Domestic violence is one of the least funny topics out there, but survivor and comedian Brittany Brave manages to shine a light on it through stand-up. “Comedy is the art form where people want to hear the truth,” says Brave, who splits her time between Miami and New York City. But she’s no one-trick pony. Hailing from a long line of “funny, crazy-loud Italians,” Brave is the host of two podcasts, performs monthly at the Lincoln Eatery on Miami Beach, and co-produces the web series The Disastrous Dating Life of Diane Damone. Below, she dishes on all things comedy.
AVM: What does it take to be funny?
Brave: I think funny is honest and honest is funny. It’s got to be true to whatever’s happening in the moment. When it comes to material, if it’s real to you, and it happened to you, and it’s funny and important to you, that’s honest, and then that’ll be funny.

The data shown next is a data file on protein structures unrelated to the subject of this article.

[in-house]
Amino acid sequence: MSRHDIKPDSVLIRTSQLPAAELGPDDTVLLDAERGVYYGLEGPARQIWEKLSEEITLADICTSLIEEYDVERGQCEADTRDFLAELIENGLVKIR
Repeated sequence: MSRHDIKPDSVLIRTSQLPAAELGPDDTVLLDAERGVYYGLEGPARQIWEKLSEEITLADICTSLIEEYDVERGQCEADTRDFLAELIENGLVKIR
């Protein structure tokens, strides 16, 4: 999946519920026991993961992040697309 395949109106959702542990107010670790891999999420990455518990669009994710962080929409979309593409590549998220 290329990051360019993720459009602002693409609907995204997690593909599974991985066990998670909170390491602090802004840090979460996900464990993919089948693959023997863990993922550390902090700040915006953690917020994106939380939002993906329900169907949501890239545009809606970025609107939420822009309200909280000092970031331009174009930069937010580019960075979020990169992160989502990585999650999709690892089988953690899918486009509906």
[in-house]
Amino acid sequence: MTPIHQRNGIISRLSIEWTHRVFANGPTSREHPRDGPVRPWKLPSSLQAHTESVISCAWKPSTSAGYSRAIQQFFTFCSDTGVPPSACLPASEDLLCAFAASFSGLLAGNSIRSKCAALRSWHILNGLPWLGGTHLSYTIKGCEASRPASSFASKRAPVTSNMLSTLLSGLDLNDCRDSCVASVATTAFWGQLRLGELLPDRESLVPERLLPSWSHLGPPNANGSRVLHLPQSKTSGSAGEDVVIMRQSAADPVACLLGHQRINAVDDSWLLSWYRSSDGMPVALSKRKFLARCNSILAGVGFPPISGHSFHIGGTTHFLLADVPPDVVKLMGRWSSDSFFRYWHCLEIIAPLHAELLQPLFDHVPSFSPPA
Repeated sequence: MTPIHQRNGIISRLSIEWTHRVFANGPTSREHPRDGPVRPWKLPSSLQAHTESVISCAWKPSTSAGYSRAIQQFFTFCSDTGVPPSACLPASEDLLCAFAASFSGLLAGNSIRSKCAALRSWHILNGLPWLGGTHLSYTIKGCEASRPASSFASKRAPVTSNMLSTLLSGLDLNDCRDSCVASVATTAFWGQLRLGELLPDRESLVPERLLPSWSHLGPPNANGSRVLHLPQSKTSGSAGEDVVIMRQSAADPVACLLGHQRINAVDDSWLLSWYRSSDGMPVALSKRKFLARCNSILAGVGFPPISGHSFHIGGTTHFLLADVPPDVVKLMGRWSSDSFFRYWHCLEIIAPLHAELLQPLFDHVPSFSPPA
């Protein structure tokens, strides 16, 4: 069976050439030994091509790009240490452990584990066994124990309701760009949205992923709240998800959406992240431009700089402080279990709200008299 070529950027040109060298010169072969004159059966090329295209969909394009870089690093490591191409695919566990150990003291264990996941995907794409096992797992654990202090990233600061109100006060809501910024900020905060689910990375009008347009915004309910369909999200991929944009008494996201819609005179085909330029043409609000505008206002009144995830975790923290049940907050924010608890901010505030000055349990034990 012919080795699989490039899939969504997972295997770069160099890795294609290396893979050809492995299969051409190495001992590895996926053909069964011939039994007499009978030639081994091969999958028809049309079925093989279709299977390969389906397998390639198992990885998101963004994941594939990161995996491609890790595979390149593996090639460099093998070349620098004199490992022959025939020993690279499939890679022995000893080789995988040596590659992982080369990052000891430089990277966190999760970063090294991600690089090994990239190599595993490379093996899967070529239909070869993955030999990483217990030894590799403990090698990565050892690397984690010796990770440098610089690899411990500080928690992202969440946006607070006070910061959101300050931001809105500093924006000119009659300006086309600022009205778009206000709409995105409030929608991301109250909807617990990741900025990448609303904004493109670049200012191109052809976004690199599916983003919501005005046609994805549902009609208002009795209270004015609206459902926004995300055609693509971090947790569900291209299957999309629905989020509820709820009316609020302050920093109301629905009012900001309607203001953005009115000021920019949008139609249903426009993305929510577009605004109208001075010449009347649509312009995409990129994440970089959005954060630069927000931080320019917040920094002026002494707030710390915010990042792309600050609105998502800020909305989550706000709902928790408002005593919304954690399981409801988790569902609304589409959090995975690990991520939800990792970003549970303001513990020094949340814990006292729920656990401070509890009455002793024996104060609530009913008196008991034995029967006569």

How do you survive “bombing”?
When you bomb when you’re first starting, it’s like, “Oh my God, I silenced the room,” and I felt like I was going to die on stage. Once you’re a couple of years in and you’re comfortable and you’ve been doing this every night, a bomb maybe isn’t that painful. It’s just like, “Oh, it didn’t go as well as I thought.” But yeah, I’ve definitely had bombs; I’ve been booed.
How do you incorporate domestic violence into your comedy?
I don’t subscribe to the fact that comedy needs to be dark or self-deprecating all the time. But I do subscribe to the fact that it needs to be real and truthful. So for me, talking about my experience with domestic violence in my stand-up and in my comedy just goes hand-in-hand. There’s no way I wouldn’t. I’m not making fun of it; I’m not making a joke about it because I think domestic violence is funny. I just think domestic violence needs to be talked about, and the way I choose to talk about it is through comedy.